Mr. Paul Foerster Math Department Algebra, Calculus, Trigonometry 

Mr. Foerster retired from Alamo Heights High School in 2011 after a 40 year teaching career.
Paul Adolph Foerster B.S. Chemical Engineering, University of Texas, Trinity University, Agricultural and Mechanical College of Texas, Oak Ridge School of Reacter Technology. Masters Degree in Mathematics 
Most influential teacher: Mr. Paul Adolph Foerster, who did not teach me to love math, but from whom I learned to love math, and from whom I also learned how to teach. I don't believe that people should change something about themselves for no better reason than that someone else wants them to. However, we sometimes choose to make a change in ourselves because of what we see in someone else. In this context, exactly four persons come to my mind. Because of my knowing these four and seeing something about them that I admired, I chose to make changes in myself. Mr. Foerster was the first of the four; my wife is the fourth. ~ Charlie Beck, 2001 I have been reading in the newspaper this week all about Mr. Foerster’s retirement and having my own fond memories. He was the most “fair” teacher, the most hopeful for his students. I remember he let us keep taking quizzes until we passed. Who does that? I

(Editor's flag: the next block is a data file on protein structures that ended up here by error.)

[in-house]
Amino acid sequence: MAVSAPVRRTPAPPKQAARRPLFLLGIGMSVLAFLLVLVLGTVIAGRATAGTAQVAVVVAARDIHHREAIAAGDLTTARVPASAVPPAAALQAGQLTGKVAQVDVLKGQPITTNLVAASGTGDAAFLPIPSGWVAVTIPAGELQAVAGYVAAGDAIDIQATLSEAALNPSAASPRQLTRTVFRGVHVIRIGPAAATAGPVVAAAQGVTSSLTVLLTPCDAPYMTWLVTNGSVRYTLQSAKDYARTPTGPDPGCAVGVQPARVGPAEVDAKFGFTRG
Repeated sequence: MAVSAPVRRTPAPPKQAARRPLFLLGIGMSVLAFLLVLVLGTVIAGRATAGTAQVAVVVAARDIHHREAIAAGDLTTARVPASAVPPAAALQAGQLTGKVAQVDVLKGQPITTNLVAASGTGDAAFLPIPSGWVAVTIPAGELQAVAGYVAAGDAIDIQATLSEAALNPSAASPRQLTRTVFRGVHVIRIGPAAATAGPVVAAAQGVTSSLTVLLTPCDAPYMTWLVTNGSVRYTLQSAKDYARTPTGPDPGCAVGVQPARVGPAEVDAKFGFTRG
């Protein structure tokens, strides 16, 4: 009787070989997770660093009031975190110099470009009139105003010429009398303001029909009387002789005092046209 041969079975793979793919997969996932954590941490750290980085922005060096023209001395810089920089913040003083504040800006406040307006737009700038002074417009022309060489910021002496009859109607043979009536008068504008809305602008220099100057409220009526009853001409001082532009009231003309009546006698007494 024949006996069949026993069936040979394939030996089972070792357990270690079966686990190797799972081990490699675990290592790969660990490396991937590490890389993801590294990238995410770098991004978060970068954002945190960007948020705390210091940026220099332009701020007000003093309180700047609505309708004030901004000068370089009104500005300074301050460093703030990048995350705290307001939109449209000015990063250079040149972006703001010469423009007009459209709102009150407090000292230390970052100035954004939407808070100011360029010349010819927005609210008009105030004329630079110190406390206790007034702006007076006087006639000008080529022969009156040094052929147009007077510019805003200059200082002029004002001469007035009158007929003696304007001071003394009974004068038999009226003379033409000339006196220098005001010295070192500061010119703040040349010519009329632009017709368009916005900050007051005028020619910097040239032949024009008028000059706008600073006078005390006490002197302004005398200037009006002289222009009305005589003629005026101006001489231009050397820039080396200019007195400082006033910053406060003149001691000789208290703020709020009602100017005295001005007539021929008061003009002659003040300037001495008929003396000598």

had Mr. Foerster for Trigonometry ……. maybe the best teacher ever
……. very creative lesson plans and teaching techniques…..
Definitely outside the box…… made math real world…. almost
inspired me to become an engineer…… instead I became a pilot. Deborah
Williams selected Mr. Foerster as her favorite because
"He was able to relate algebra to the real world and to me."
"Because of the help he gave me," was the reason Bob Johnson
gave for selecting the trig teacher. Charles Beck, Robert Comer,
Polly McClanahan, David Ramos, Richard Woolley and Terry
Wang were others who selected Mr. Foerster as their favorite member
of the faculty. Debbie Hendrick summed it up as she wrote,
"He is a good teacher." As a teacher, Paul drew upon his engineering experience to write for his students problems in which functions are used as mathematical models of phenomena in the real world. These problems allowed students to experience the fact that variables really vary, taking on different values in different parts of the problem, an important concept in the preparation for calculus. He compiled these problems into text form so that he would not have to run off all those handouts each year. The materials have a credibility that can come only from being written while on the job, getting immediate feedback from students. Although Paul is most comfortable in the classroom with his own students, he shares what he has learned via presentations each year at local, regional, and national meetings for high school teachers and students. He was his state's recipient of the Presidential Award for Excellence in Mathematics Teaching in 1983, the first year of the award.